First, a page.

See the Z in action and a candid interview @ Wentworth Scrap Metals, Portsmouth, NH
Scrap Sorting with Handheld LIBS – Radically Lower Maintenance Costs
Handheld LIBS represents a potentially huge disruptive force for alloy sorting. No better example exists than maintenance costs compared to X-ray guns. Consider first X-ray tubes, then detectors. When a tube fails in an X-ray gun, usually the entire X-ray tube must be replaced at a cost of $6,000 to $10,000 depending on the X-ray gun manufacturer.
The SciAps LIBZ laser is a different story. It’s a proprietary laser, designed specifically for handheld analyzers, not purchased “off the shelf.”
The SciAps proprietary laser is highly modular, and thus designed for component-level repair. There are four significant components in terms of service costs: A glass rod, reflecting mirrors, pump diodes, and a passive Q-switch. A failed component can be replaced. Repair costs range from a few hundred dollars to $1,000 at most–unless of course you’ve run it over with a truck.
Spectrometer Versus X-ray Detector – What’s the Difference?
X-ray guns use a silicon detector located close to the front aperture. The silicon is in a vacuum, covered with a very thin beryllium window. Even gentle pressure–the touch of an operator’s finger to a piece of turning–can pop the Be window and destroy the detector. The repair typically costs $8,000 to $10,000.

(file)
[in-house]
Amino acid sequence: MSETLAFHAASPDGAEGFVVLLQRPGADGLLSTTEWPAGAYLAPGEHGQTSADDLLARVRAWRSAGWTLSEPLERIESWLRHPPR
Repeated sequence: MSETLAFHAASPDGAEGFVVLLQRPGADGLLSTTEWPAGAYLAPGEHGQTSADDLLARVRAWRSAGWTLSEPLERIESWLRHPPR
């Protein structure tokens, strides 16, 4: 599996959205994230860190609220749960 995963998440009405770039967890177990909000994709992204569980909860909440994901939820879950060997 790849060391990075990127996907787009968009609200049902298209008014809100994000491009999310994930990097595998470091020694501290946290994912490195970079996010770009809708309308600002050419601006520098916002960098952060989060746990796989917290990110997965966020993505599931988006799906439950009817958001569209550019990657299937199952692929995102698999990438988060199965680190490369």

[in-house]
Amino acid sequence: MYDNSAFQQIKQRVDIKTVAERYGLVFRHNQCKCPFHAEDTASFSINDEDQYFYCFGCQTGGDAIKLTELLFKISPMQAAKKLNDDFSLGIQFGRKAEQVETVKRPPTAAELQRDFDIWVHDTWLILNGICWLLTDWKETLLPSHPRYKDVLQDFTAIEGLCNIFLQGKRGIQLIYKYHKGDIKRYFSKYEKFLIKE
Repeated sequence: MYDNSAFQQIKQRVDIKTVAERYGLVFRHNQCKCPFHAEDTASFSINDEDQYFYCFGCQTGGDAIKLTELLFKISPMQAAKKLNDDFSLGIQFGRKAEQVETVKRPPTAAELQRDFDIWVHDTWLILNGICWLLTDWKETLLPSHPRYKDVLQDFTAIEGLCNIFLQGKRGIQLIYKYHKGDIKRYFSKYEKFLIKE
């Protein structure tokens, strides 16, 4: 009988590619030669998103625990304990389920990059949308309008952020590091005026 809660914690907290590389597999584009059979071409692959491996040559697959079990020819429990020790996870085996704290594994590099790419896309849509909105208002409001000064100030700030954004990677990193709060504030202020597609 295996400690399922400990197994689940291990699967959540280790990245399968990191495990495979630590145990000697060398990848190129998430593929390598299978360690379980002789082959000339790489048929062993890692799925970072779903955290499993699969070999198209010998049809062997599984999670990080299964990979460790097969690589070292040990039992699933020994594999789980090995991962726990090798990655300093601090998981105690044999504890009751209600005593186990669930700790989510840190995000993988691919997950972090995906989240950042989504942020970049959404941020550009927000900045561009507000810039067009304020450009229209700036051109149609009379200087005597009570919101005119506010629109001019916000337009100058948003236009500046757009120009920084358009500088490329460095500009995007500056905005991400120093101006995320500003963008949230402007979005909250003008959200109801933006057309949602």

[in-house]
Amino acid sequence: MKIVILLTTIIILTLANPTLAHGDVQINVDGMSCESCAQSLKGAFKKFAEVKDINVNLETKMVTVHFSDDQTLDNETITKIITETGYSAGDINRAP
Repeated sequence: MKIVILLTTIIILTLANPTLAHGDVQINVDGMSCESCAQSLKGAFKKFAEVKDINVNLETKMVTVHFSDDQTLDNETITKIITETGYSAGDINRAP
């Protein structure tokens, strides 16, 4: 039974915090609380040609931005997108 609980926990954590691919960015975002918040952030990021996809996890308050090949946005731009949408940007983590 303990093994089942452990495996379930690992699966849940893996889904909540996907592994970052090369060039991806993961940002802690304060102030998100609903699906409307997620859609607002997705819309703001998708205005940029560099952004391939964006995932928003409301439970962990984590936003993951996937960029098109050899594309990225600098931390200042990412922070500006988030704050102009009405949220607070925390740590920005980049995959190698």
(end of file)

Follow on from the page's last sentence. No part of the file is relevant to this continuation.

A LIBZ spectrometer functions differently. LIBS measures optical, UV and infrared light. The window is instead a thick quartz barrier–think baking-dish tough. Light created by the plasma travels through the quartz, along fiber optics into a spectrometer. You can jam turnings or metal pieces inside the analyzer all day long and not damage the analyzer.
SciAps makes their own spectrometers as well. While it’s hard to imagine a big enough shock to damage the spectrometer, the maximum repairs are likely under $500. Why is the Z-100 less expensive to own and operate? Because SciAps makes their own lasers and spectrometers–the core components–rather than purchasing them, and those components have been designed from the ground up for handheld metals analysis.
Key questions to ask: How much to replace a drift detector? How much to replace an X-ray tube? For LIBS – do you make your own laser? Spectrometer? In many cases cost of ownership exceeds purchase cost after 1-2 years. Find out!
For more information contact:
SciAps Inc., 2 Constitution Way,
Woburn, MA 01801; (339) 927-9455, firstname.lastname@example.org, or www.sciaps.com.